This July 2015 I travelled to the Red Hat office in Brno, Czech Republic to spend some time with my teammates there, and I managed to get a lot of reading done between long plane rides and being jet lagged for many nights :) So I finally managed to finish up some of the books that had been lingering on my ToDo list and even managed to finally read a few of the books that together make up the Chronicles of Narnia, since I had never read them as a kid.
Those of you who know me know that I am a huge book reader and spend most of my free time reading several books at the same time. One could say that reading is one of my passions, and having wasted so many years after high school completely ignoring this passion (in exchange for spending most of my time trying to learn about Linux, get an education, a job and, let's be frank, chasing after girls), I decided that something had to be done about it, and starting around 2008 I 'forced' myself to dedicate at least one solid hour of reading for fun every day.
For my last post of 2014 I wanted to show, with pictures, the books I read and spent so much time with this year.
Back in January of 2014 I set out to read 30 books as part of my Reading Challenge. I wanted to focus on reading Brazilian authors early on as I felt that I really needed to learn more about Brazilian literature and this time, read books for fun and not because I was told to back when I was much younger.
Making a quick pit stop to mark this milestone in my professional career: today is my 3-year anniversary at Red Hat! Time has certainly flown by and I really cannot believe that it has been three years since I joined this company.
I know it is sort of cliche to say "I can not believe that it has been this long..." and so on and so forth, but it is so true.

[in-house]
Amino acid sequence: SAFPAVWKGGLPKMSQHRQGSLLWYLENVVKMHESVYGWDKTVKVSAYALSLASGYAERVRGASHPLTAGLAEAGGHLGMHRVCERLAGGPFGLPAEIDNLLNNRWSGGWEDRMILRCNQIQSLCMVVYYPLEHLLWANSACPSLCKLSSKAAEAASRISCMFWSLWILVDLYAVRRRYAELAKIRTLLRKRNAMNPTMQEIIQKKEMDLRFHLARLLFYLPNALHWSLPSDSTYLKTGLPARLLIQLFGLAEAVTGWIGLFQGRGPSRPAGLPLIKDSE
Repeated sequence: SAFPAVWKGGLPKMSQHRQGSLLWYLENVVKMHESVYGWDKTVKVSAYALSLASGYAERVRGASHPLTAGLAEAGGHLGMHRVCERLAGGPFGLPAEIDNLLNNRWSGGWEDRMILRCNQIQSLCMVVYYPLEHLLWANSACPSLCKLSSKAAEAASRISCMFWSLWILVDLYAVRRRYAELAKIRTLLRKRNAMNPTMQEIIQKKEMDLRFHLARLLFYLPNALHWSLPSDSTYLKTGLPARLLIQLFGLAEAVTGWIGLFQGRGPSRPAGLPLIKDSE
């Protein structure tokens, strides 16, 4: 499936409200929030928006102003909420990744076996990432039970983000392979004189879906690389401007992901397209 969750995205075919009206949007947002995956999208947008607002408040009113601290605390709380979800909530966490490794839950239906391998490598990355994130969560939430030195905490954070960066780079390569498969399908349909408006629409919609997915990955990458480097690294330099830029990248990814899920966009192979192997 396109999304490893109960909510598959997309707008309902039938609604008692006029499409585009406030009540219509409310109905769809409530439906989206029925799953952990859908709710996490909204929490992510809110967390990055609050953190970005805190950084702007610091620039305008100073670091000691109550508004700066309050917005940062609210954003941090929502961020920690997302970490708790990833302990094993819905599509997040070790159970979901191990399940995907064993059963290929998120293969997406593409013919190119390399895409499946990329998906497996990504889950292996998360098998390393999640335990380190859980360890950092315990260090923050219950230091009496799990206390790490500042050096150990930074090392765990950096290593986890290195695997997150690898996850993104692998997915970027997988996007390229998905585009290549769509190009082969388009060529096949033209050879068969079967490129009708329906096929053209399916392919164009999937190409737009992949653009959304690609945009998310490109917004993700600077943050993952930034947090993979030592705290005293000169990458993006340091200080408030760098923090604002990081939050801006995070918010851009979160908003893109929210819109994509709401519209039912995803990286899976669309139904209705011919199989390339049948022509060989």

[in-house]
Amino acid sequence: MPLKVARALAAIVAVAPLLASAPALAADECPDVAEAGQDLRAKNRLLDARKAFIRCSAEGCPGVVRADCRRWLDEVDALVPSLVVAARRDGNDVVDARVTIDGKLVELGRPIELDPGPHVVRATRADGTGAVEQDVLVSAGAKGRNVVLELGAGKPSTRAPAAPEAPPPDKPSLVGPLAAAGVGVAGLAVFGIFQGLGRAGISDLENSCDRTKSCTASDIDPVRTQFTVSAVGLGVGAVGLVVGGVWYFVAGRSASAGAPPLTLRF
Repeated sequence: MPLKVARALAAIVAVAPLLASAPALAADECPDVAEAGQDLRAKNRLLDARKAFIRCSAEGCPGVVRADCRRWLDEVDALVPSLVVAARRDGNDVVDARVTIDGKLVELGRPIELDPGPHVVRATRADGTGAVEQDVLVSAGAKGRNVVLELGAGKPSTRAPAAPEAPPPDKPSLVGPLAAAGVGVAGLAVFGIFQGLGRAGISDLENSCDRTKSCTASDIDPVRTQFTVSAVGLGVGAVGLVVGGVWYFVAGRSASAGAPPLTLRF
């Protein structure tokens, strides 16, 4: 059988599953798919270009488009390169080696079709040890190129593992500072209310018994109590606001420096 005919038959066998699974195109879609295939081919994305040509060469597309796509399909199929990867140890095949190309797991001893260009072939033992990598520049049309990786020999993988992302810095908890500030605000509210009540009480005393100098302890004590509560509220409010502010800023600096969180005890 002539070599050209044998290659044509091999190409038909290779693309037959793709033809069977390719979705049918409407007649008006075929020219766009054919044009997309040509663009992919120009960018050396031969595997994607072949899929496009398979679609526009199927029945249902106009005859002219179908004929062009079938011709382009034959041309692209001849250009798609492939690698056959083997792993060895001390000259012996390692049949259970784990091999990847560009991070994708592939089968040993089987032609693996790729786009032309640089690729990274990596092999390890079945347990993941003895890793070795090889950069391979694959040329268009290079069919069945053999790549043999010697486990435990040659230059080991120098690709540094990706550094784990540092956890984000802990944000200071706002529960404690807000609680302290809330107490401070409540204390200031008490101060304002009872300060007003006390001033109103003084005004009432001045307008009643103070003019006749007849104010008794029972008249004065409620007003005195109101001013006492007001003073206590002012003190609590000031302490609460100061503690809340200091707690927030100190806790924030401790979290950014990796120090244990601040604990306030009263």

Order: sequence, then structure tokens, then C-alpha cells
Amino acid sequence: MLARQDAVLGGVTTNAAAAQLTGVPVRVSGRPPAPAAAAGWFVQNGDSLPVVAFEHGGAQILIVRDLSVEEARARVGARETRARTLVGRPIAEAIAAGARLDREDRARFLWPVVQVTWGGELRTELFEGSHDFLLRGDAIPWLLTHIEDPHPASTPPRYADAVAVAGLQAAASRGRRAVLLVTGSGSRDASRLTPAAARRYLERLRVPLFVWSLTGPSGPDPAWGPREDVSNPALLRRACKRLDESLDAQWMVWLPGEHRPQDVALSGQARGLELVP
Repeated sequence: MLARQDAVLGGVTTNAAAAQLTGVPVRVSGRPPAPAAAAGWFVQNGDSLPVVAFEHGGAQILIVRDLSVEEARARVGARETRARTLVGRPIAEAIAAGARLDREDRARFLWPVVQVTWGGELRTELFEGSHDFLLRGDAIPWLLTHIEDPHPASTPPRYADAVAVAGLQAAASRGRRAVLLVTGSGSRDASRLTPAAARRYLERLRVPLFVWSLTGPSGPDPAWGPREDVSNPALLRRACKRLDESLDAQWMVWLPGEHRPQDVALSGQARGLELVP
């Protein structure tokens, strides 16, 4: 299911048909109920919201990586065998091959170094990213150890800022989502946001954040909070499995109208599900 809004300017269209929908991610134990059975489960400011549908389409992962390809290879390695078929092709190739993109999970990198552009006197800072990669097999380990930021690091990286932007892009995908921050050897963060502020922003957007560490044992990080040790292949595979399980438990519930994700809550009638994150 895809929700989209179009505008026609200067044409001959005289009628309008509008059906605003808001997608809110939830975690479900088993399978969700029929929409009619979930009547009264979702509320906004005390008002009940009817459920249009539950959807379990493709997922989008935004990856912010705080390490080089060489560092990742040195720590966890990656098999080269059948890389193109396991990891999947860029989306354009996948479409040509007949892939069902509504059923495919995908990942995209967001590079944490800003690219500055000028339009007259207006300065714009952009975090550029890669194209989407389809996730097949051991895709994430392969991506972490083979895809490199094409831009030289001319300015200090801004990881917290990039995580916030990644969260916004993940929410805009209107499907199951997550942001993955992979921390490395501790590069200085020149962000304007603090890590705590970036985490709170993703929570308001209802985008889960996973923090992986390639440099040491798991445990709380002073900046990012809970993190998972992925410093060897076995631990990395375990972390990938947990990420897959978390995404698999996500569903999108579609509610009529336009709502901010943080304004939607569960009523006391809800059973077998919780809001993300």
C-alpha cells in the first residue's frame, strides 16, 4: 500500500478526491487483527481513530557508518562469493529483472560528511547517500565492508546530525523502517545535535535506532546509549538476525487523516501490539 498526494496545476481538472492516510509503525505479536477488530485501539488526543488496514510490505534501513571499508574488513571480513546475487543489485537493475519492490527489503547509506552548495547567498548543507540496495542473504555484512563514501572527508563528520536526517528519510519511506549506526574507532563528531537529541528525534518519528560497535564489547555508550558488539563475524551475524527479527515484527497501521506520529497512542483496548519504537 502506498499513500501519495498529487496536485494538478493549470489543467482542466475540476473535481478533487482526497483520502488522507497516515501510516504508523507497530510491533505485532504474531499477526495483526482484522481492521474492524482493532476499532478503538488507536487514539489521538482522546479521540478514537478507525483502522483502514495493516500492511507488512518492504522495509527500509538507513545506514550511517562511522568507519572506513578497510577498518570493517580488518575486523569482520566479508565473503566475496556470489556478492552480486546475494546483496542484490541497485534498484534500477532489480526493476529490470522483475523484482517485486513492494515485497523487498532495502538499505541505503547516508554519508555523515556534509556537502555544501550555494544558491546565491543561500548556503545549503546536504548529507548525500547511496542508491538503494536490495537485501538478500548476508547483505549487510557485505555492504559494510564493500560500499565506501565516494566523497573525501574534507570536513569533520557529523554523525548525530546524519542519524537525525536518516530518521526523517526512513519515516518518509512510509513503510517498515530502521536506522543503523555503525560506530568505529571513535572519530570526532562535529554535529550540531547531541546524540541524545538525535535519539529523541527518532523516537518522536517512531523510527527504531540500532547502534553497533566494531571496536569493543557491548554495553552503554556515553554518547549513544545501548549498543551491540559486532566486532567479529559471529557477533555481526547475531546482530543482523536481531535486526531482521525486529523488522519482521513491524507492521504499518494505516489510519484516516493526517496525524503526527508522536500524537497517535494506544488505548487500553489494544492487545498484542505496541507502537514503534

Woke up this morning and, as usual, sat down to read the Books section of The New York Times while drinking my coffee. This has become sort of a 'tradition' for me and because of it I have been able to learn about many interesting books, some of which I would not have found out on my own. I also 'blame' this activity to turning my nightstand into a mini-library on its own.
Background It was around 2005 when I started doing translations for Free and Open-Source Software. Back then I was warmly welcomed to the Ubuntu family and quickly learned all there was to know about using their Rosetta online tool to translate and/or review existing translations for the Brazilian Portuguese language. I spent so much time doing it, even during working hours, that eventually I sort of "made a name for myself" and made my way up to the upper layers of the Ubuntu Community echelon.
Took some time from my vacation and released FauxFactory 0.3.0 to make it Python 3 compatible and to add a new generate_utf8 method (plus some nice tweaks and code clean up).
As always, the package is available on Pypi and can be installed via pip install fauxfactory.
If you have any constructive feedback, suggestions, or file a bug report or feature request, please use the Github page.